And, yet, I am not in sales and I do not even dream of ever being in sales as a career. (My dad would have been so bummed). I often wonder what propelled me to want to excel and do so well selling things door-to-door. I was not a crazy outgoing kid, but somehow going door-to-door, selling on college campuses, and the competition of it all was an adrenaline rush for me.

Fast forward to 2015 and I come across “Tyler’s Lemonade Stand Fundraiser.” Tyler lives in Grafton, NY and decided to raise money for a police sergeant that was battling cancer and could not work. See this video of the long line of police cars that come to pay Tyler a visit and show their support. So far Tyler has raised $1500. Amazing. Now that is sales and talent put to good use. You rock, Tyler.

Nostalgia of Girl Scout Cookies

I will always have fond memories of being a Girl Scout. I was pondering the impact it had on my elementary school days as I waited for Chris to break into our box of Samoas. You should have seen my face on Monday when I received my boxes of Girl Scout cookies. A huge smile, and pride for what those girls are hopefully learning about themselves, leadership, competition, friendship, and service.

There is a lot I do not remember, but I have tiny morsels of events from being a Brownie (pre-Girl Scout) and then the years I was a Girl Scout. I remember some of the ceremonies we had, that we each had to take turns bringing in the treat for our meetings each week, earning merit badges, and even dad and daughter campouts. I remember learning how to make blueberry muffins on an open fire by baking it in an orange peel. I know, strange that I remember that so vividly. I remember events my troop went to, prizes we won, and even scary moments, such as driving back from an event and almost getting hit by a drunk driver (seconds from impact).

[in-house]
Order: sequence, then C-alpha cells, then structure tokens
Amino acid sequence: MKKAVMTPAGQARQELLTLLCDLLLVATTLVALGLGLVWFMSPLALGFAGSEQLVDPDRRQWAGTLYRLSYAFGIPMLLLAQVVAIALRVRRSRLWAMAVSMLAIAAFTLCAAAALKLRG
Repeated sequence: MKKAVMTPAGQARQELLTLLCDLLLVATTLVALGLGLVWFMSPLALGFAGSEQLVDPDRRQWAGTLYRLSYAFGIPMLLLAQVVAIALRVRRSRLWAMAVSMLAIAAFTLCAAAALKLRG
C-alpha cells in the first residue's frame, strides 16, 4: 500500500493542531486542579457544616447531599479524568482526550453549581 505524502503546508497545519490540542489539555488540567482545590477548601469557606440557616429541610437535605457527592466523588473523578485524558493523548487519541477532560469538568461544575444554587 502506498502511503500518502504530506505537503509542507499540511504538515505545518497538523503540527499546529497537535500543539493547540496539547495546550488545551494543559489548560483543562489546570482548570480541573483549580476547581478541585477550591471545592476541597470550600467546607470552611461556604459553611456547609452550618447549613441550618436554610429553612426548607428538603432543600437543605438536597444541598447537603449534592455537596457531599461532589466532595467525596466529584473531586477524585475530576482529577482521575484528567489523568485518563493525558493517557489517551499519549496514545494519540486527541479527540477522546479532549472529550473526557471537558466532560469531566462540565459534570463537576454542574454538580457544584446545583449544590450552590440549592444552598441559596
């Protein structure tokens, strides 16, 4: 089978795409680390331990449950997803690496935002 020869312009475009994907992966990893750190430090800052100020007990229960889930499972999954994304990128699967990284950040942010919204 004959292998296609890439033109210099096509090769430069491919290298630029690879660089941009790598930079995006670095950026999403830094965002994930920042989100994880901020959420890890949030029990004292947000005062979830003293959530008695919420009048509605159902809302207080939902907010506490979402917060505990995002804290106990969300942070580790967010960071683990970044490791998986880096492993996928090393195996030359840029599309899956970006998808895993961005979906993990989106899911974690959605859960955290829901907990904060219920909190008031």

However, what I remember most, and what was my absolute favorite month of the year was selling Girl Scout cookies. I was a fanatic. I lived, breathed, and slept with the idea of selling those sugar filled treasures. I mean, like Christmas, they only come once a year. Each year I attempted to sell more than the year before. I competed against myself and my own goals, the other girls in my troop, and the other girls in my county. See, I was a poor girl, and selling cookies not only benefited and gave funds back to my troop, but it meant winning prizes (such as tickets to a large amusement park, a TV, and a 12 speed bike). All things that were not in my realm or remotely accessible to me. So I sold, I charmed, I conquered. Want to see me in action?

I recently read this Fast Company article: “Lessons from Inside the $800 Million Girl Scout Cookie Selling Empire.” I agree with their five points discussing selling cookies, leadership, and entrepreneurship. It taught me a lot about what is mentioned in the article: money management (it felt like a lot of money to deal with at the time), overcoming shyness (that was never really an issue for me), business ethics (I sold ever single box, no help from the parents), setting goals (whatever the biggest prize was), and group decisions (not something I remember much about).

A message to little Girl Scouts out there: Make sure you make the sale and exchange the cash. Having your parents do it for you teaches you nada. While I am not one to encourage sugar indulgence, it is definitely hard to resist. Especially when you are walking into the grocery store. Go buy a box, and maybe let that girl creatively get you to buy two, three, or ten more.